23, February 2010
By Denise Grady
Surgery Offers Patients Chance Of Normal Life That Is Free From Anti-Rejection Drugs
That result, seemingly a disaster, was what doctors had hoped for. They deliberately withdrew his antirejection pills as he no longer needed the transplant. His liver had, as planned, regenerated.
Jonathan, a 4–year–old is among a small number of children in the United States who have undergone a highly unusual type of transplant surgery, one that – for the few who are eligible – offers a tremendous advantage: a normal life, free from antirejection drugs, which suppress the immune system and increase the risk of infections, cancer and other problems. Normally, transplant patients must take these powerful drugs for life.
In standard transplants, the diseased organ is completely removed and a new one put in its place. What is different about the operation Jonathan and the other children had is that only part of the recipient’s liver is removed, and it is replaced with part of a donor’s liver. At first, to prevent rejection, the patient takes the usual drugs.
Then, doctors watch and wait. The liver has an extraordinary ability to regenerate, especially in children, and the hope is that while the transplant is doing its job, what remains of the patient’s own liver will regenerate and start working again. The process can take a year or more; in Jonathan’s case, it took three.
If the liver does regenerate and grow large enough, doctors begin to withdraw the antirejection medicines. The patient’s immune system reactivates and, in most cases, gradually destroys the transplant, which is no longer needed. Life goes back to normal, free from a daily schedule of pills and their risks and expense.
“I think we need to promote this idea,” said Dr Tomoaki Kato, Jonathan’s surgeon. He works at NewYork–Presbyterian Hospital/Columbia University Medical Centre. “A lot of the transplant community is focused on how to get patients off immunosuppression, and this is one way,” he added.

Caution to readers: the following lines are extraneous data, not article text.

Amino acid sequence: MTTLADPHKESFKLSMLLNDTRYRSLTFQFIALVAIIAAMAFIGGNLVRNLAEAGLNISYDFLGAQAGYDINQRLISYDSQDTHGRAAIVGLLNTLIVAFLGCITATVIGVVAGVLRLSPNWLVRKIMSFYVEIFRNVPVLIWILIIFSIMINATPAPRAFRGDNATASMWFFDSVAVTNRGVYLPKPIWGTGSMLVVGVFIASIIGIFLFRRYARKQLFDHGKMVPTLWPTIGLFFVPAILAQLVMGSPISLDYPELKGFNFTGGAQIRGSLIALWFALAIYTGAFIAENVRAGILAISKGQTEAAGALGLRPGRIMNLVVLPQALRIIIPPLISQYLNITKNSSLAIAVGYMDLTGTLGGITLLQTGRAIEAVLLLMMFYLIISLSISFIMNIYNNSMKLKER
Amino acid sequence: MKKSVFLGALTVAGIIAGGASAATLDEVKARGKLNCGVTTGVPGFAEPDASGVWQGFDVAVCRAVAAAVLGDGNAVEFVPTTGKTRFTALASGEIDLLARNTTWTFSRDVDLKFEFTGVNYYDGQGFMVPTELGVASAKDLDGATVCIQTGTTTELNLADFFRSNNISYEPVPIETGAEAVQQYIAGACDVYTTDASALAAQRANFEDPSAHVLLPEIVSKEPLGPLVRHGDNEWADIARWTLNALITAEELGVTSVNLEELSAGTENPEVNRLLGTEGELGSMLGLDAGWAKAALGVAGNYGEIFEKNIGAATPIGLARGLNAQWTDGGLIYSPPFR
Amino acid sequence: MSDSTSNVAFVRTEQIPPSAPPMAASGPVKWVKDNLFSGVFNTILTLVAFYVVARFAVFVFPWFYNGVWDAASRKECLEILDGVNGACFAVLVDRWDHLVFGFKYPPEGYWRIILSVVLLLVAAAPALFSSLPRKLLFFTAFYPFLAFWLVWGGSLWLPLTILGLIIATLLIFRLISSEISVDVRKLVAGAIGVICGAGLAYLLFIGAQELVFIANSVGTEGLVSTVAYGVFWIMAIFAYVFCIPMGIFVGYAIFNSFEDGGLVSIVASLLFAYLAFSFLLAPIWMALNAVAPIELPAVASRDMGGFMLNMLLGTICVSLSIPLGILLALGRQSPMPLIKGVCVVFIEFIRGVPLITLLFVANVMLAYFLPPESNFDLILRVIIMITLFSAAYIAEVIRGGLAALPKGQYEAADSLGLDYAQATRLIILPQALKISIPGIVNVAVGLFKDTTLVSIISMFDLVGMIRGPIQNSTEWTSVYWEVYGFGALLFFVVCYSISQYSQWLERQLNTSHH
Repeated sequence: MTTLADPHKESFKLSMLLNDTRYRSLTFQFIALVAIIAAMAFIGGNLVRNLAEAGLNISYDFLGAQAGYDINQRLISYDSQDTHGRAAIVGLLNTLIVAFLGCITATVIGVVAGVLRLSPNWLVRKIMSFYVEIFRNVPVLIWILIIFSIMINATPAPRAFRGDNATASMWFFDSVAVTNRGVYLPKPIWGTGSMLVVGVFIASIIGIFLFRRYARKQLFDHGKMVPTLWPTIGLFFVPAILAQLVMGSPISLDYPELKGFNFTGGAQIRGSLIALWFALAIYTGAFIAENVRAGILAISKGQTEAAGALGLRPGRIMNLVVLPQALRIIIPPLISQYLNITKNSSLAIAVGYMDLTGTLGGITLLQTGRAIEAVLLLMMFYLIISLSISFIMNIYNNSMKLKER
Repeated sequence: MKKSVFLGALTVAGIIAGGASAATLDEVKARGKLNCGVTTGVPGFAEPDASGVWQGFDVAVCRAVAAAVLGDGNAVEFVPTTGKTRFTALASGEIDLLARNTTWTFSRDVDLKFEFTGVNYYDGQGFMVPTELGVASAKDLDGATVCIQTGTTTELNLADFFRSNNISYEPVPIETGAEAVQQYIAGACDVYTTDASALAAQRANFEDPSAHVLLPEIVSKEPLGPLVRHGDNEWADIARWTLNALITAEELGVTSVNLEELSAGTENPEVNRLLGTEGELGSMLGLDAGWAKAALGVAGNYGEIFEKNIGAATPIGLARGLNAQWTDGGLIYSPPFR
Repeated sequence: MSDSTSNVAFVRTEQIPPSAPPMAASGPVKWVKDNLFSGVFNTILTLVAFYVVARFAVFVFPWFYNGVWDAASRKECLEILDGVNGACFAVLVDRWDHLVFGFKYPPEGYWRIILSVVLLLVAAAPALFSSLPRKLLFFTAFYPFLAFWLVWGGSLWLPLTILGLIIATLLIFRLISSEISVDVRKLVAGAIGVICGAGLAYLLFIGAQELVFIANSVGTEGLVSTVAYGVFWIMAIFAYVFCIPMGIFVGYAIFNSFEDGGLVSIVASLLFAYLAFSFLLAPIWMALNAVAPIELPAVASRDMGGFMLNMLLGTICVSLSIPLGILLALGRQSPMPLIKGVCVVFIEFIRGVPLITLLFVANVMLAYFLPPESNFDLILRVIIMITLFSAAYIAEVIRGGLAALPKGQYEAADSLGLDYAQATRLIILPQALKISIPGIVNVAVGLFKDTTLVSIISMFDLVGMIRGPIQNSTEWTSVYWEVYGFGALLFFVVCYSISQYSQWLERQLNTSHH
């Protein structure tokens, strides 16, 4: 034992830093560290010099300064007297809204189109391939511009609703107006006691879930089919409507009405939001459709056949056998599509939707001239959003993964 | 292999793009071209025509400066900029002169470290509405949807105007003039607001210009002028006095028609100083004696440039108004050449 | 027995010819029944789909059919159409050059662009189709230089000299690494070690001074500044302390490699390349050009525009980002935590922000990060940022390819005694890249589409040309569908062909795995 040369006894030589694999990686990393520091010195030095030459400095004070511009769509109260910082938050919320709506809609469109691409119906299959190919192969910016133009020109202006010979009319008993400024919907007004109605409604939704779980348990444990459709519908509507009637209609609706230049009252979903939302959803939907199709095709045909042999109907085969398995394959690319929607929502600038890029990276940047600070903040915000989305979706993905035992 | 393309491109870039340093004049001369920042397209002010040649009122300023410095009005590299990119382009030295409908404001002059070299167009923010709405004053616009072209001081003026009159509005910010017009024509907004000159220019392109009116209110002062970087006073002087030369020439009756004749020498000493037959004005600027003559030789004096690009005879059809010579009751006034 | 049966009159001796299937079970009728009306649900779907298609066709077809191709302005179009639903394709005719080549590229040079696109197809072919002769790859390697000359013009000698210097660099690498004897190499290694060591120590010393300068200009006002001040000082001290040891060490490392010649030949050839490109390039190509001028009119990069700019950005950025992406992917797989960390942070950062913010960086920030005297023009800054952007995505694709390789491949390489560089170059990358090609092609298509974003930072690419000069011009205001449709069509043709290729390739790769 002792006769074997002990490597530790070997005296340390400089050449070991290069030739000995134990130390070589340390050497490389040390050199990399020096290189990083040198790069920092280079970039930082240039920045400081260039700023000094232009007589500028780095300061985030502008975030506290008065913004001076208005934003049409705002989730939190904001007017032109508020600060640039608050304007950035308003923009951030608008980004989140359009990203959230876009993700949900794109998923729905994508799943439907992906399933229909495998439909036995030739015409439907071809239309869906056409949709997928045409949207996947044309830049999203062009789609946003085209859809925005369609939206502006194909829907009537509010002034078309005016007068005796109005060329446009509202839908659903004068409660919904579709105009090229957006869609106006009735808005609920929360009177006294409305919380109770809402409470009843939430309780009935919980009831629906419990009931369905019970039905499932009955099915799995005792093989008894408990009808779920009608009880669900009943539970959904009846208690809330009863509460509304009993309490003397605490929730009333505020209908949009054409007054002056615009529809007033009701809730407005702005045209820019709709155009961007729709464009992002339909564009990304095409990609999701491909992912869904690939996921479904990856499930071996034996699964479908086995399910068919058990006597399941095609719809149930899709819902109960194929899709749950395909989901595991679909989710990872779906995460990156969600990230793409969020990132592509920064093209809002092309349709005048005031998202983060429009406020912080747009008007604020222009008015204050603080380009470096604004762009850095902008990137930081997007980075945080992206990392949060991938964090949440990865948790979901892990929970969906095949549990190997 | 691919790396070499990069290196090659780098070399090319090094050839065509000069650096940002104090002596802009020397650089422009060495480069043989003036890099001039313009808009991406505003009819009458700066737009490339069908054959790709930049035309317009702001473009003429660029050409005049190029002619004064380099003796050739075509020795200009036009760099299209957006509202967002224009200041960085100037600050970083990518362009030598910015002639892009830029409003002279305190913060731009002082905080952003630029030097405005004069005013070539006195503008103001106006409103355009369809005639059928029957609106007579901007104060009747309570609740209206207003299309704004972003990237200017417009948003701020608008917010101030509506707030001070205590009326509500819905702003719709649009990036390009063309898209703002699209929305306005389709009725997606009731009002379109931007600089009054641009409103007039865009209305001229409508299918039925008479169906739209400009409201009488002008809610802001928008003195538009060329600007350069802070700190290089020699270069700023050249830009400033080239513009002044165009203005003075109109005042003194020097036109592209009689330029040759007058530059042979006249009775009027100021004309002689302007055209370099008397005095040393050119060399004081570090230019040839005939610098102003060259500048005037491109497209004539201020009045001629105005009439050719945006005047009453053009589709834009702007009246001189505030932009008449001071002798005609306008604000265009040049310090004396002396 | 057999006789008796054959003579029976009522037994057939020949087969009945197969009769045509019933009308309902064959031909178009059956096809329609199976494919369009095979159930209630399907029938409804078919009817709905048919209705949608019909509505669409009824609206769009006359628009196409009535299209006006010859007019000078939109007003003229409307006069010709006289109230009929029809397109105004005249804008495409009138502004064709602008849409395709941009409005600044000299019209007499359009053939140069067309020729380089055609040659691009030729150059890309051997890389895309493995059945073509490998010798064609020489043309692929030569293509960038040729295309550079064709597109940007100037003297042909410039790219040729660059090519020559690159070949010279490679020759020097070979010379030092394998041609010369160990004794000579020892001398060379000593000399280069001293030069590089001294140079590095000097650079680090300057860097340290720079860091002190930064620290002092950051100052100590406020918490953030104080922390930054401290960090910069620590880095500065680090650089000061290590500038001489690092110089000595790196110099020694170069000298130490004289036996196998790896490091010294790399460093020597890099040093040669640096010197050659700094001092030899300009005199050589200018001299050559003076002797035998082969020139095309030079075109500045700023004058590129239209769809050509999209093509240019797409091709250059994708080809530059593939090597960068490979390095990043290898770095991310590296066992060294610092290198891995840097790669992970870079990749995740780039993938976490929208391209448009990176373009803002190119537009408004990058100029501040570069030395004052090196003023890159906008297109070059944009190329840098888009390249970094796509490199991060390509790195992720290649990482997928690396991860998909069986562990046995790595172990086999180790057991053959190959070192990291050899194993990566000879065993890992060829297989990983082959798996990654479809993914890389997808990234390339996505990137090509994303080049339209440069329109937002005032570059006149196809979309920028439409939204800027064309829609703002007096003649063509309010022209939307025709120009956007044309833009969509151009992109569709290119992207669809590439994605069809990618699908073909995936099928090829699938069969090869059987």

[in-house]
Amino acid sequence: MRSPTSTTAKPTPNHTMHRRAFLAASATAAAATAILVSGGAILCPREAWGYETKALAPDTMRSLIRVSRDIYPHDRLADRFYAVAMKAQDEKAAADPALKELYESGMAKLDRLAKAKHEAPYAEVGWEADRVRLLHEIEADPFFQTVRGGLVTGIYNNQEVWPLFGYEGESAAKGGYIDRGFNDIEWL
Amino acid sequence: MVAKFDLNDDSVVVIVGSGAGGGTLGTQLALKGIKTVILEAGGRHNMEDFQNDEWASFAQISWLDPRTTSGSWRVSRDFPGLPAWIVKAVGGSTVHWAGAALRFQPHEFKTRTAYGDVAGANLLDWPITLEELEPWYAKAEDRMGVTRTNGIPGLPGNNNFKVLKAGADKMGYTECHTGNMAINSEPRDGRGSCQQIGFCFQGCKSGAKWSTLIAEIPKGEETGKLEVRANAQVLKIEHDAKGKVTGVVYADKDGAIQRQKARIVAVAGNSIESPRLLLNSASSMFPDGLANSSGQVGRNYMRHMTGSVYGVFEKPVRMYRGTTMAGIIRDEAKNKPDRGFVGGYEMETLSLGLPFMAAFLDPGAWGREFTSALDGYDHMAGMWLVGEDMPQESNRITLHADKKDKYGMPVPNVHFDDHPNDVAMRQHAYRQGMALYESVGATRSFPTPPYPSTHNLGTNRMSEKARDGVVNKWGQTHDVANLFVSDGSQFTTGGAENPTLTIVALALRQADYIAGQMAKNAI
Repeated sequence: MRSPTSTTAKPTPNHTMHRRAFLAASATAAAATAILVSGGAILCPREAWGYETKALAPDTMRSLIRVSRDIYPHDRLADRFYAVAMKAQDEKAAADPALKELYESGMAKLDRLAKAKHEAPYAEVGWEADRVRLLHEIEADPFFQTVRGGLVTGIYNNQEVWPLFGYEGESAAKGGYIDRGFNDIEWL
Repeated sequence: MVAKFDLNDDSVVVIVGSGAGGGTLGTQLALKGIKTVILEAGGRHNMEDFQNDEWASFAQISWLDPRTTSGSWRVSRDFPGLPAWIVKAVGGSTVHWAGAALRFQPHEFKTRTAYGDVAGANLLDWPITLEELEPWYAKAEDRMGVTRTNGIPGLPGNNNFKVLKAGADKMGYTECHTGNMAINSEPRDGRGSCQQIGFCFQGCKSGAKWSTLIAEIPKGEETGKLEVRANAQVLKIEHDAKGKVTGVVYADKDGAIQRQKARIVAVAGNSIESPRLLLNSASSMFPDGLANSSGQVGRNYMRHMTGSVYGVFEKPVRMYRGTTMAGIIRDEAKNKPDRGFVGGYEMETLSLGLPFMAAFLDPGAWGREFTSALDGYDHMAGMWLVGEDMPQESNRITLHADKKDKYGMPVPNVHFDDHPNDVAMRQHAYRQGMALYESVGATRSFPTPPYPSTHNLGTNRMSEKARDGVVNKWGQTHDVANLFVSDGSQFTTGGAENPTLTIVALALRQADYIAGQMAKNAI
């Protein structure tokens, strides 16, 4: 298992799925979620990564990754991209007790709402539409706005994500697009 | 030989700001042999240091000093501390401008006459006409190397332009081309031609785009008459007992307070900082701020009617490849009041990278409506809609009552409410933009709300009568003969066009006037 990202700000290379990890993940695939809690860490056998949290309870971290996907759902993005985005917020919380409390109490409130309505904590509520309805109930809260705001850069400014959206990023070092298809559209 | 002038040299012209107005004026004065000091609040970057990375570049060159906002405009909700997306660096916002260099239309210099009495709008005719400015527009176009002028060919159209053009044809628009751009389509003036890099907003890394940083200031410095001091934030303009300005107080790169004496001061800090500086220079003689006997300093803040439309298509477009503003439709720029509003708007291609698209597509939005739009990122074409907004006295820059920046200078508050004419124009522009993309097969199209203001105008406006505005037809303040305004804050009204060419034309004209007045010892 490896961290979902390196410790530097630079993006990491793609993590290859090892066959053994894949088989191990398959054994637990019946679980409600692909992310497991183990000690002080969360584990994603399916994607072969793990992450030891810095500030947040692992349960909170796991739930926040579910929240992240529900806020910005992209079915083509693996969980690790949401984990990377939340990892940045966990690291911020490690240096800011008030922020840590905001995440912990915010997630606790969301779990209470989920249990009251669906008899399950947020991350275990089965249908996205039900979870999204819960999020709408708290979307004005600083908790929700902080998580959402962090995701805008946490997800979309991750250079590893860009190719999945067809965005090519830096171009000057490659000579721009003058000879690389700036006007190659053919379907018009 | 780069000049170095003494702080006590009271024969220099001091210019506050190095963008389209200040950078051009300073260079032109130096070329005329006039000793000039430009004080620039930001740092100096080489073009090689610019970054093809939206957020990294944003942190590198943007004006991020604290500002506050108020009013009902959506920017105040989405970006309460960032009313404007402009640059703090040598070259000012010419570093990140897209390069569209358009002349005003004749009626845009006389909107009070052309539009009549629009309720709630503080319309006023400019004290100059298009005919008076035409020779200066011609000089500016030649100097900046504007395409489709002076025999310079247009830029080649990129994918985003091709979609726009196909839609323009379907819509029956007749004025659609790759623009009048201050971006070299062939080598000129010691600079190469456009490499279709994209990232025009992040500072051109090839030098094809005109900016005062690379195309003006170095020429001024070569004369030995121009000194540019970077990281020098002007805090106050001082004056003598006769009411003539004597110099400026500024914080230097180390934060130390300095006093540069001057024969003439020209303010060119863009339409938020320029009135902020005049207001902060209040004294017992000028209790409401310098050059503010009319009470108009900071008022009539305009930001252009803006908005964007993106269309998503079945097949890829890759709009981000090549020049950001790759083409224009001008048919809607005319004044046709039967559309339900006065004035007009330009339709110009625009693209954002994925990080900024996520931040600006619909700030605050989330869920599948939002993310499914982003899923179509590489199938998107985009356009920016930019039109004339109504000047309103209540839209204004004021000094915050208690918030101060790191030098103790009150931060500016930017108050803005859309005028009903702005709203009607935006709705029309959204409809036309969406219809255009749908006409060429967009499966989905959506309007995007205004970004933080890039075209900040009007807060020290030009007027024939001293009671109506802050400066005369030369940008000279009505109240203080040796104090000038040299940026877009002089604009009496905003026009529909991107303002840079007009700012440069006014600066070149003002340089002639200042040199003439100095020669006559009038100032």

But only a tiny fraction of transplant patients are candidates for the operation: certain children with acute liver failure – probably fewer than 100 a year in US, where 525 under 18 had liver transplants last year. The operation is a difficult one. It is longer and more risky than a standard transplant, and surgeons caution that patients have to be selected carefully because not all can withstand the surgery.
The surgery was first tried in Europe in the early 1990s, and later in the United States. But the results were mixed – the liver did not always regenerate – and it never really caught on. Dr Kato said the results may have been poor because the early attempts included adults.
“I think the key is children,” he said. The best candidates are children with acute hepatic failure, a deadly condition in which the liver suddenly stops working, often for unknown reasons. Although the liver might be able to recover, it can’t do so fast enough to prevent brain damage and death from toxins that build up. The only way to save someone’s life is to perform a transplant. Such partial transplants do not work for chronic liver diseases that cause scarring because it prevents the liver from regenerating.
All said and done, Dr Kato has performed the surgery on seven children, ranging in age from 8 months (Jonathan) to 8 years, at Jackson Memorial.